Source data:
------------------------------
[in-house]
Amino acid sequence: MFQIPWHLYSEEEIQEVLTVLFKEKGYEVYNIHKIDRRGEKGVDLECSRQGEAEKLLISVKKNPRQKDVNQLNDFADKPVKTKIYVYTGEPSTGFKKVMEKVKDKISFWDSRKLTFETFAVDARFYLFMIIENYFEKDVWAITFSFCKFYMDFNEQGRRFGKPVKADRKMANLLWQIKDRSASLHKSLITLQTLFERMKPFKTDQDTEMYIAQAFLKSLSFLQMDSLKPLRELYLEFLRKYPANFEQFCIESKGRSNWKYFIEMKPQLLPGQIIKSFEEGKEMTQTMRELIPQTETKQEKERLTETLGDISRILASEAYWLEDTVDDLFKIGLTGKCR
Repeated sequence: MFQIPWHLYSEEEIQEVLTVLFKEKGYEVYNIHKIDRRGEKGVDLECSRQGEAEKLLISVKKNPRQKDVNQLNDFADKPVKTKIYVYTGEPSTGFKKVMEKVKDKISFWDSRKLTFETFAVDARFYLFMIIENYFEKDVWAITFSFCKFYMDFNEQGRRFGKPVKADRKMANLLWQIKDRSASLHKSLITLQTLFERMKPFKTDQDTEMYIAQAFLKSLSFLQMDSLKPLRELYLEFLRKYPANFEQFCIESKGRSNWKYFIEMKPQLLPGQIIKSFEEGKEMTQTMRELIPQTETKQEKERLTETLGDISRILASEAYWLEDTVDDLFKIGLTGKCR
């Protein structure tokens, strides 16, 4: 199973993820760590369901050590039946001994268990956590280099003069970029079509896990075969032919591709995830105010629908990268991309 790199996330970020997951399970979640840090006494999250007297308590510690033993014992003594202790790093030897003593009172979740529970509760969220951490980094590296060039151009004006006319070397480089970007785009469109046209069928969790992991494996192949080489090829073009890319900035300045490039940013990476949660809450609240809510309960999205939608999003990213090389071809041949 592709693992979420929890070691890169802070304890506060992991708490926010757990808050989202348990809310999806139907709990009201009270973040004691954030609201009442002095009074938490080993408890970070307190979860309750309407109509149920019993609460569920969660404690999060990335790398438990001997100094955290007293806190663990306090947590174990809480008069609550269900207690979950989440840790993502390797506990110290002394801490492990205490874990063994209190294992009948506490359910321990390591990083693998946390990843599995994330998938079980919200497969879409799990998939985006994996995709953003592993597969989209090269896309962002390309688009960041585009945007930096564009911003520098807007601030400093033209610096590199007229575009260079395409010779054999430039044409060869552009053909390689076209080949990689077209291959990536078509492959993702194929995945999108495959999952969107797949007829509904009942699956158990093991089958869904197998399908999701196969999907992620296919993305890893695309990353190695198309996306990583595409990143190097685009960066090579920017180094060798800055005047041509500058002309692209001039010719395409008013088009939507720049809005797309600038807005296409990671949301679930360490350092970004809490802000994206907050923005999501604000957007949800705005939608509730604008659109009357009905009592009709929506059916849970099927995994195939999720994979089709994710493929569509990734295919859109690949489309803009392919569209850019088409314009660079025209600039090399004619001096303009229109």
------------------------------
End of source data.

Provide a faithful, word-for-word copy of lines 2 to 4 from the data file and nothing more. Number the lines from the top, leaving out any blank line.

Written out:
Amino acid sequence: MFQIPWHLYSEEEIQEVLTVLFKEKGYEVYNIHKIDRRGEKGVDLECSRQGEAEKLLISVKKNPRQKDVNQLNDFADKPVKTKIYVYTGEPSTGFKKVMEKVKDKISFWDSRKLTFETFAVDARFYLFMIIENYFEKDVWAITFSFCKFYMDFNEQGRRFGKPVKADRKMANLLWQIKDRSASLHKSLITLQTLFERMKPFKTDQDTEMYIAQAFLKSLSFLQMDSLKPLRELYLEFLRKYPANFEQFCIESKGRSNWKYFIEMKPQLLPGQIIKSFEEGKEMTQTMRELIPQTETKQEKERLTETLGDISRILASEAYWLEDTVDDLFKIGLTGKCR
Repeated sequence: MFQIPWHLYSEEEIQEVLTVLFKEKGYEVYNIHKIDRRGEKGVDLECSRQGEAEKLLISVKKNPRQKDVNQLNDFADKPVKTKIYVYTGEPSTGFKKVMEKVKDKISFWDSRKLTFETFAVDARFYLFMIIENYFEKDVWAITFSFCKFYMDFNEQGRRFGKPVKADRKMANLLWQIKDRSASLHKSLITLQTLFERMKPFKTDQDTEMYIAQAFLKSLSFLQMDSLKPLRELYLEFLRKYPANFEQFCIESKGRSNWKYFIEMKPQLLPGQIIKSFEEGKEMTQTMRELIPQTETKQEKERLTETLGDISRILASEAYWLEDTVDDLFKIGLTGKCR
């Protein structure tokens, strides 16, 4: 199973993820760590369901050590039946001994268990956590280099003069970029079509896990075969032919591709995830105010629908990268991309 790199996330970020997951399970979640840090006494999250007297308590510690033993014992003594202790790093030897003593009172979740529970509760969220951490980094590296060039151009004006006319070397480089970007785009469109046209069928969790992991494996192949080489090829073009890319900035300045490039940013990476949660809450609240809510309960999205939608999003990213090389071809041949 592709693992979420929890070691890169802070304890506060992991708490926010757990808050989202348990809310999806139907709990009201009270973040004691954030609201009442002095009074938490080993408890970070307190979860309750309407109509149920019993609460569920969660404690999060990335790398438990001997100094955290007293806190663990306090947590174990809480008069609550269900207690979950989440840790993502390797506990110290002394801490492990205490874990063994209190294992009948506490359910321990390591990083693998946390990843599995994330998938079980919200497969879409799990998939985006994996995709953003592993597969989209090269896309962002390309688009960041585009945007930096564009911003520098807007601030400093033209610096590199007229575009260079395409010779054999430039044409060869552009053909390689076209080949990689077209291959990536078509492959993702194929995945999108495959999952969107797949007829509904009942699956158990093991089958869904197998399908999701196969999907992620296919993305890893695309990353190695198309996306990583595409990143190097685009960066090579920017180094060798800055005047041509500058002309692209001039010719395409008013088009939507720049809005797309600038807005296409990671949301679930360490350092970004809490802000994206907050923005999501604000957007949800705005939608509730604008659109009357009905009592009709929506059916849970099927995994195939999720994979089709994710493929569509990734295919859109690949489309803009392919569209850019088409314009660079025209600039090399004619001096303009229109």